Harvard Study Says Poverty Doesn’t Explain Away Low American Math Scores

Discussion in 'Politics' started by Artful D0dger, Aug 29, 2011.

  1. Liz Goodwin, Yahoo! News, August 22, 2011

    America’s child poverty problem does not entirely explain away its students’ relatively low math scores, says a report from Harvard’s Program on Education Policy and Governance.


    In 2009, about 32 percent of American students scored what the researchers termed “proficient” on the PISA, which placed it 32 out of 65 countries. Fifty percent or more of students in Korea, Finland, Switzerland, Japan, Canada and the Netherlands scored proficient.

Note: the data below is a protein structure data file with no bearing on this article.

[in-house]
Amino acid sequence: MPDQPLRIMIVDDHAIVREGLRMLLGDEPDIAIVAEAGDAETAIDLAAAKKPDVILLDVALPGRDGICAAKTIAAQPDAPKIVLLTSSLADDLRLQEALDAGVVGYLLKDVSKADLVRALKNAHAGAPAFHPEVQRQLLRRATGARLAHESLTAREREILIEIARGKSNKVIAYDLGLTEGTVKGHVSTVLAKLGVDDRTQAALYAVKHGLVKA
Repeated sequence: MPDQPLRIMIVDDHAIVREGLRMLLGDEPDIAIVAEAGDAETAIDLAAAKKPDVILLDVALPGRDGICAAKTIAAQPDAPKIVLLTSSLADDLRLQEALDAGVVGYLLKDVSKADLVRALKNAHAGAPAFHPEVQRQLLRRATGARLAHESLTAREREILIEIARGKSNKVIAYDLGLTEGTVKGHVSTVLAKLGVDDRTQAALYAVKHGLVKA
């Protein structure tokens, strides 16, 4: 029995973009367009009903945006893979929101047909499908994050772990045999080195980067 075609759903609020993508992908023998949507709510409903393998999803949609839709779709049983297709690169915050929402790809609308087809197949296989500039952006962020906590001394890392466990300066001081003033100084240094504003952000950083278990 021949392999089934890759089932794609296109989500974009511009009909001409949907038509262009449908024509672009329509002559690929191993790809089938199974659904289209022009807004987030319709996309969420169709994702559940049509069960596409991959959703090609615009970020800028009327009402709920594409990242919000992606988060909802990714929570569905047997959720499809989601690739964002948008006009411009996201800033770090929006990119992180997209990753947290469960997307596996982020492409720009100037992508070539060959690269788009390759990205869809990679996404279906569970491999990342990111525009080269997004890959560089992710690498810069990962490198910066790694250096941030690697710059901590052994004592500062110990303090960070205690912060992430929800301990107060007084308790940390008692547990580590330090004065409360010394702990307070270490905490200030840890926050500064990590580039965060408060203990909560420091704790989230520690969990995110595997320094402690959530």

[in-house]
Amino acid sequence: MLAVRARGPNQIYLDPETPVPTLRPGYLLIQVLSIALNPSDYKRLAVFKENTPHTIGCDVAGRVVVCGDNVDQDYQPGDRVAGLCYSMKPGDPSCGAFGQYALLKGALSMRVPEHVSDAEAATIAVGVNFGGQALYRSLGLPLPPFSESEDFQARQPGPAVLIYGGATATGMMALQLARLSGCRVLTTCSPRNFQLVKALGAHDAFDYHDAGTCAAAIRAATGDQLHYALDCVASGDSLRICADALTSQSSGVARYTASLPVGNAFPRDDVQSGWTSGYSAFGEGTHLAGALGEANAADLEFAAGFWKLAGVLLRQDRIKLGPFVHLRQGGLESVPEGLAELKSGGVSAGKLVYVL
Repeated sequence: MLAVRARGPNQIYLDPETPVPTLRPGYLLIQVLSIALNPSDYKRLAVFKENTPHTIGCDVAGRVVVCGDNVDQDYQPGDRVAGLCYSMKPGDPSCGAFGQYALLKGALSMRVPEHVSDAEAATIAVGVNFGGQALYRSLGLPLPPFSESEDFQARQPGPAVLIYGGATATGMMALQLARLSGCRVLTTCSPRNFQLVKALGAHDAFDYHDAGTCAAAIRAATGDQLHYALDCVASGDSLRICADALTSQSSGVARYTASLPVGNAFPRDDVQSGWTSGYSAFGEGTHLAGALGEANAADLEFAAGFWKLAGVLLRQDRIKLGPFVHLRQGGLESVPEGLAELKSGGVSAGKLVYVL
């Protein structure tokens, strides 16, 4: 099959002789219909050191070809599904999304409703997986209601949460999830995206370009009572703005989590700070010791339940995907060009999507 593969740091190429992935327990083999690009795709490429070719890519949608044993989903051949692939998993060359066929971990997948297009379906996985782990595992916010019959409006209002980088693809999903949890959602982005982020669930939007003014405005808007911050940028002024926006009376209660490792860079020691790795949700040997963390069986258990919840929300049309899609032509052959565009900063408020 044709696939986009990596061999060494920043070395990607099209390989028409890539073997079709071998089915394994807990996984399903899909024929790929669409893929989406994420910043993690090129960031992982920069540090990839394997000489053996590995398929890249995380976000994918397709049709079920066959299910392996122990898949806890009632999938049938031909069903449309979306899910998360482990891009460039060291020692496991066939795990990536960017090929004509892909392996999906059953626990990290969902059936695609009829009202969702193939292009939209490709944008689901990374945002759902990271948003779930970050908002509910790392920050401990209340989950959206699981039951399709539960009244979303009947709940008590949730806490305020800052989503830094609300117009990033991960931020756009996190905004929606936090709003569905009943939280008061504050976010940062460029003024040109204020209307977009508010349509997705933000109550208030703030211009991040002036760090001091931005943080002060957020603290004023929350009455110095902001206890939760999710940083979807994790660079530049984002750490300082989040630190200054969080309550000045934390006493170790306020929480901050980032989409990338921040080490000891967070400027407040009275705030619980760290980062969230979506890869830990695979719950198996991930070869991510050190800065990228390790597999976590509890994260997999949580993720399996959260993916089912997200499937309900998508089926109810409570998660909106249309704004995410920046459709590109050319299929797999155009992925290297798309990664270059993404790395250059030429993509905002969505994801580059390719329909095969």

Previous studies have suggested that Americans out-score other countries once you control for poverty. {snip}

    But the Harvard researchers, using different measures, found that poverty did not seem as big of a factor in how Americans scored on math. When the researchers just looked at students with at least one college-educated parent, a good indicator that the child is above the poverty line, only 44.4 percent were proficient in math, trailing significantly behind students in 13 countries.

    Using another common metric of poverty, race, American students still lagged behind. Only 41 percent of white students scored proficient on math. (About 10 percent of white children live in poverty, much lower than the overall rate.) Meanwhile, 11 percent of black students and 15 percent of Hispanic students scored proficient on math.


    {snip} The researchers argue that boosting U.S. kids’ math scores to the level of South Korea would result in a 1.3 percentage jump in GDP each year, totaling $75 trillion over 80 years.